We're now in the fourth year of a five-year quest to bring the Games of the 26th Olympiad to Toronto. Toronto has had an interest in hosting the Games since 1964 when Bill Allen thought it was a good idea and decided to bid against Montreal and Hamilton for the games of 1976. In the first round, Montreal got 18 votes; Toronto got 18 votes, and Hamilton got 3.
On the next round, you know what happened, Montreal got 21 votes and the rest is history.
The first question everyone asks is "what about finances?" I guess I've heard that same question from everybody for three years. They always say: "Remember Montreal".
Well let's set something straight right now. As I travel the world lobbying IOC members, they, without exception, say that the Montreal Games were the best games ever run. The organization and hospitality were first-rate. As we have studied the various games, we have found that in an operating sense, Montreal made a larger surplus than Los Angeles. Their problem was in the capital cost.
But let's remember something else. Montreal built subways, roads, stadiums, which are still used today and they wrote them off against two weeks of the Olympic Games. If they had used any normal business amortization schedule, say even 10 years, Montreal would have broken even. They made mistakes such as hiring a French architect, who didn't realize Montreal was not the Riviera and built an Olympic apartment complex with outside corridors - great in June but cold as hell in January.
The Big 0 was elliptical in shape to try to house the track and field stadium inside a baseball-football stadium. No two pieces are the same. Every building that I know of is usually built rectangular or like our Dome Stadium, round, so every piece is like a pie exactly the same as the other. The Big 0 cost $1 billion. At exactly the same time in Pontiac, Michigan, where they've had the Super Bowl, they built the Silver Dome by private enterprise for $70 million - roof and everything. If Montreal had built the Silver Dome instead of the Big 0, they would have broken even in absolute terms.
Everyone thinks Los Angeles started the revenueproducing schemes. The truth of the matter is that Montreal started the lotteries, coins, and stamp programs and corporate sponsorship. Montreal was really the first of the modern Olympics. And as we should know in this country, nobody ever said the pioneers were going to have it easy. Los Angeles studied the Montreal model, used all the initiatives of Montreal, kept the capital costs under control and had a surplus of over $400 million U.S. which has provided a healthy trust fund for athletes.
Everyone then says, we must do it like Los Angeles, and I say, no. Los Angeles made a surplus but left few residual facilities to the city. They still do not have a rowing course, they do not have an Olympic swimming pool and they don't have the most important facility, a small-boat regatta course. And they built no affordable housing projects. Calgary is a much better model to follow. They built first-class facilities, they made a profit, which all plumbers like, and have a trust fund over $100 million left to maintain the facilities for amateur sport. We should be very proud of what Calgary did.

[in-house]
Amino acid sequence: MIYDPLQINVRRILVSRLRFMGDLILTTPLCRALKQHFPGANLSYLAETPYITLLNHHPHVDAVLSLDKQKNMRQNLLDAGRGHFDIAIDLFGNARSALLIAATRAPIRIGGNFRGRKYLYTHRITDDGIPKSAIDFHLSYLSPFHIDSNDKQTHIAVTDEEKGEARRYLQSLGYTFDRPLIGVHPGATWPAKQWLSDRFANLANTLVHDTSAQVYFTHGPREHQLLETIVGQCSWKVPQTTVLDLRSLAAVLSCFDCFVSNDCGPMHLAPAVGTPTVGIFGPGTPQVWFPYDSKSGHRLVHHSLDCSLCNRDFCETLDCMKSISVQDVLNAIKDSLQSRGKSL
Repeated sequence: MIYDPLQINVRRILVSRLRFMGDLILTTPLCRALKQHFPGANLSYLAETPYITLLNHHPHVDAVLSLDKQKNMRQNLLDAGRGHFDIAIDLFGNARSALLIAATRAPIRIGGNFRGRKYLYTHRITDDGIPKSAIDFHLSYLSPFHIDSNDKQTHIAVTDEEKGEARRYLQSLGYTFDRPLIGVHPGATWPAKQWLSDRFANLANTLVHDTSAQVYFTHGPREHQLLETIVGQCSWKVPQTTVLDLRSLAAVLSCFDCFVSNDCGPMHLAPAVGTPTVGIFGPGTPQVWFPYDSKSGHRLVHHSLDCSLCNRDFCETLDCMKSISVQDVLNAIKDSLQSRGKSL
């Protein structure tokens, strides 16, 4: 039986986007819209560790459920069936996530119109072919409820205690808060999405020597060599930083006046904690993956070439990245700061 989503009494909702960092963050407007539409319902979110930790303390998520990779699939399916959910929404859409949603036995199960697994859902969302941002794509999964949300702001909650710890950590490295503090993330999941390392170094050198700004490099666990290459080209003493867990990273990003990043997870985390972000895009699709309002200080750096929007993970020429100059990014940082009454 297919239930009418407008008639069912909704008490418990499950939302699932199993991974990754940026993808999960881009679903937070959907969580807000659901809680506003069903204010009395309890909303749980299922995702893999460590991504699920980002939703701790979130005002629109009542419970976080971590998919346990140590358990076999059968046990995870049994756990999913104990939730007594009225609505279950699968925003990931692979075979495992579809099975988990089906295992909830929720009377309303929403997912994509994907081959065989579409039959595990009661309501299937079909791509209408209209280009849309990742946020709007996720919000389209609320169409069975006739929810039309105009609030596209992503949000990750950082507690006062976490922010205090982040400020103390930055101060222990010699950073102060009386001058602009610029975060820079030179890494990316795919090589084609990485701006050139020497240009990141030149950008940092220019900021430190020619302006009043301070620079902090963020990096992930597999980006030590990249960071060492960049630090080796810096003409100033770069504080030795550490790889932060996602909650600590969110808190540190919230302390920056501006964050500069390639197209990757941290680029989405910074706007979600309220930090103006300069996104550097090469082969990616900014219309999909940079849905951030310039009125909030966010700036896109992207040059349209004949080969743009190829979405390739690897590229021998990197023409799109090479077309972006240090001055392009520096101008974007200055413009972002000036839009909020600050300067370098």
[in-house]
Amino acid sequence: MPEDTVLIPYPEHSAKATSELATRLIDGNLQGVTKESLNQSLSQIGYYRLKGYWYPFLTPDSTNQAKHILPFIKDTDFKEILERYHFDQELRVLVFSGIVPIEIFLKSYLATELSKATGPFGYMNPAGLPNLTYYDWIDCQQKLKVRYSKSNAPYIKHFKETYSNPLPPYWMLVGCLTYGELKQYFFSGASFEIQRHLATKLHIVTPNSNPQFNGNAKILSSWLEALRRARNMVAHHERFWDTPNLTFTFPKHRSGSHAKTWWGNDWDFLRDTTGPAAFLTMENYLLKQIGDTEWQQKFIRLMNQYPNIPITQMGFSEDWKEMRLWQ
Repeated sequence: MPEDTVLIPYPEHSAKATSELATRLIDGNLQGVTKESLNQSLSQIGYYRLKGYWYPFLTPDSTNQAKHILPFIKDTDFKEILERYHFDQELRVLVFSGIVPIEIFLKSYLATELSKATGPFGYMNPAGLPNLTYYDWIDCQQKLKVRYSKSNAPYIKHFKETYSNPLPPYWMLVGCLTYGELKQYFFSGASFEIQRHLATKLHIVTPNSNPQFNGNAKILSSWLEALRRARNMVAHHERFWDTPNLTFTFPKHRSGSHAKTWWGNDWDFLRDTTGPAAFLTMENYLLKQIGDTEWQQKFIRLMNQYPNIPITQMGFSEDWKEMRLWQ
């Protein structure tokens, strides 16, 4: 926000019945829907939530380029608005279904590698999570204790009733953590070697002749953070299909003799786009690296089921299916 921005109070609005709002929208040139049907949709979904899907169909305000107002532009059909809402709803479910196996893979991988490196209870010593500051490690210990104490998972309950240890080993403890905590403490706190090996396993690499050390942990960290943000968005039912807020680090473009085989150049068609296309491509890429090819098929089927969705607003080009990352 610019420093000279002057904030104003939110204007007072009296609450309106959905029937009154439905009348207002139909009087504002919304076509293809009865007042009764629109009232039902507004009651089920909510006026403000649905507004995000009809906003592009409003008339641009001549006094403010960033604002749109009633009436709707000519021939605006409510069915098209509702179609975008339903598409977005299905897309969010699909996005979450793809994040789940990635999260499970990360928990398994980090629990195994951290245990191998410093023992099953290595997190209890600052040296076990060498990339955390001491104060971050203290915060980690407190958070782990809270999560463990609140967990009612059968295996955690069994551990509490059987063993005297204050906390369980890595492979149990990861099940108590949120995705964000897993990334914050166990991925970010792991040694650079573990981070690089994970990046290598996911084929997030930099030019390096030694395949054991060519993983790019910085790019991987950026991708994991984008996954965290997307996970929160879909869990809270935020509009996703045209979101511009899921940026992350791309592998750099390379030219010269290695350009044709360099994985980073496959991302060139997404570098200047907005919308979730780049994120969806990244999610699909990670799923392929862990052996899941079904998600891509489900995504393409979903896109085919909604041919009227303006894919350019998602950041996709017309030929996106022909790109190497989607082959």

Although we had nothing to do with it, Toronto just happens to be in the most lucrative TV market in the world, with the built-in, sophisticated production capability in English, French, Spanish and every other possible language. There is speculation that the TV rights may be as high as $750 million when they come back to East Coast U.S. Television. Speak about free trade, 90 per cent comes from out of Canada. Although we were told that corporate sponsorship was only a U.S. phenomenon, we have been able to attract 60 of the best corporations in Canada - five banks, five breweries, four oil companies. Thank God for Air Canada, also Canadian Airlines and City Express. Three computer companies, and for the first time ever, Ford and General Motors have been in the same promotion. McDonald's, Coke and Kodak are typical Olympic sponsors who are definitely in and we even have CBC, CTV, and Rogers Cable TV. And TSN is always there when we need them. They all have joined with the desire to help their city host the games of the 26th Olympiad. We have asked for no ongoing position. They just want to be part of the bid. I should let you know that these corporations have committed $8.4 million to the bid.
So let's look at how Toronto should position itself in hosting the Games. The first and most important point is to give the youth of the world an experience that will stay with them all their lives. We must remember that the media focuses on the Gold Medal winners of which there are 249. There are 12,000 athletes from 170 countries who will be coming to this city. Up to 50 per cent will never leave their country again. The IOC's No. 1 concern is this Olympic experience for these athletes. As far as the City of Toronto is concerned, we should do it totally looking at the residual benefit to the citizens of Toronto. Toronto's Director of Parks and Recreation has publicly stated the Olympic Games will give Toronto facilities in six years that it could not achieve in 30 years with normal planning. We would finally get a rowing course. Ned Hanlon would be very proud. A vellodrome in Etobicoke. We'll get an Olympic swimming pool. Fifteen schools within 25 kilometres of Toronto will get world-class running tracks and every school gym will be upgraded. Markham and Mississauga would get athletic complexes and on and on. Events will be scheduled from St. Catharines to Hamilton to London to Sudbury to Kingston.
I must tell you that in scheduling the events from London to Sudbury to Kingston to Niagara-on-the-Lake, this will be the most compact Olympic Games ever held. As far as support, the City Council of Toronto which can't even vote consistently on what the weather is, let alone support something like the Olympic Games, voted 20 to zero to support the bid for the Olympics.